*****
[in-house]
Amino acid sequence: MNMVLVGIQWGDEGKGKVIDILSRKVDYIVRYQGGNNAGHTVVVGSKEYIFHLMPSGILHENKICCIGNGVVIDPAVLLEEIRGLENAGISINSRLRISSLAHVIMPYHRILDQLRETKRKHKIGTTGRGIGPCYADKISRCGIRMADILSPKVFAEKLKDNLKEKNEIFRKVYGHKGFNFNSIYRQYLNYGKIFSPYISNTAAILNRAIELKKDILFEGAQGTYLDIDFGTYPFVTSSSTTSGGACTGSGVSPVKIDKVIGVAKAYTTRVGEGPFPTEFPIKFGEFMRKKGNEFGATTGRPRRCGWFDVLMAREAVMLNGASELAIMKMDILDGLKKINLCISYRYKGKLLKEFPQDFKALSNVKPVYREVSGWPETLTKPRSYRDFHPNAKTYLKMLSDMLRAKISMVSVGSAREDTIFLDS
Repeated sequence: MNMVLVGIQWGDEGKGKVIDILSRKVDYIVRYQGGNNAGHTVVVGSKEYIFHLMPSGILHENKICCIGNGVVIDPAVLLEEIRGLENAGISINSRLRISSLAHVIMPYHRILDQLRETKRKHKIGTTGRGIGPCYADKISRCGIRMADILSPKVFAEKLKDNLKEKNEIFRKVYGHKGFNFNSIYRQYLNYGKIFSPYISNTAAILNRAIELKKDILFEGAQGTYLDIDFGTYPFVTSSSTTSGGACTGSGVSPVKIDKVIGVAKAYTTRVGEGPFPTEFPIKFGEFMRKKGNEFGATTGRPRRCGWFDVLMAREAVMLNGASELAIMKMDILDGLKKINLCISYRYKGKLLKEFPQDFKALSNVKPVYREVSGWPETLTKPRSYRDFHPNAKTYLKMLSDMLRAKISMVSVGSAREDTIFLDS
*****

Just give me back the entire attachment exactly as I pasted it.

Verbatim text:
[in-house]
Amino acid sequence: MNMVLVGIQWGDEGKGKVIDILSRKVDYIVRYQGGNNAGHTVVVGSKEYIFHLMPSGILHENKICCIGNGVVIDPAVLLEEIRGLENAGISINSRLRISSLAHVIMPYHRILDQLRETKRKHKIGTTGRGIGPCYADKISRCGIRMADILSPKVFAEKLKDNLKEKNEIFRKVYGHKGFNFNSIYRQYLNYGKIFSPYISNTAAILNRAIELKKDILFEGAQGTYLDIDFGTYPFVTSSSTTSGGACTGSGVSPVKIDKVIGVAKAYTTRVGEGPFPTEFPIKFGEFMRKKGNEFGATTGRPRRCGWFDVLMAREAVMLNGASELAIMKMDILDGLKKINLCISYRYKGKLLKEFPQDFKALSNVKPVYREVSGWPETLTKPRSYRDFHPNAKTYLKMLSDMLRAKISMVSVGSAREDTIFLDS
Repeated sequence: MNMVLVGIQWGDEGKGKVIDILSRKVDYIVRYQGGNNAGHTVVVGSKEYIFHLMPSGILHENKICCIGNGVVIDPAVLLEEIRGLENAGISINSRLRISSLAHVIMPYHRILDQLRETKRKHKIGTTGRGIGPCYADKISRCGIRMADILSPKVFAEKLKDNLKEKNEIFRKVYGHKGFNFNSIYRQYLNYGKIFSPYISNTAAILNRAIELKKDILFEGAQGTYLDIDFGTYPFVTSSSTTSGGACTGSGVSPVKIDKVIGVAKAYTTRVGEGPFPTEFPIKFGEFMRKKGNEFGATTGRPRRCGWFDVLMAREAVMLNGASELAIMKMDILDGLKKINLCISYRYKGKLLKEFPQDFKALSNVKPVYREVSGWPETLTKPRSYRDFHPNAKTYLKMLSDMLRAKISMVSVGSAREDTIFLDS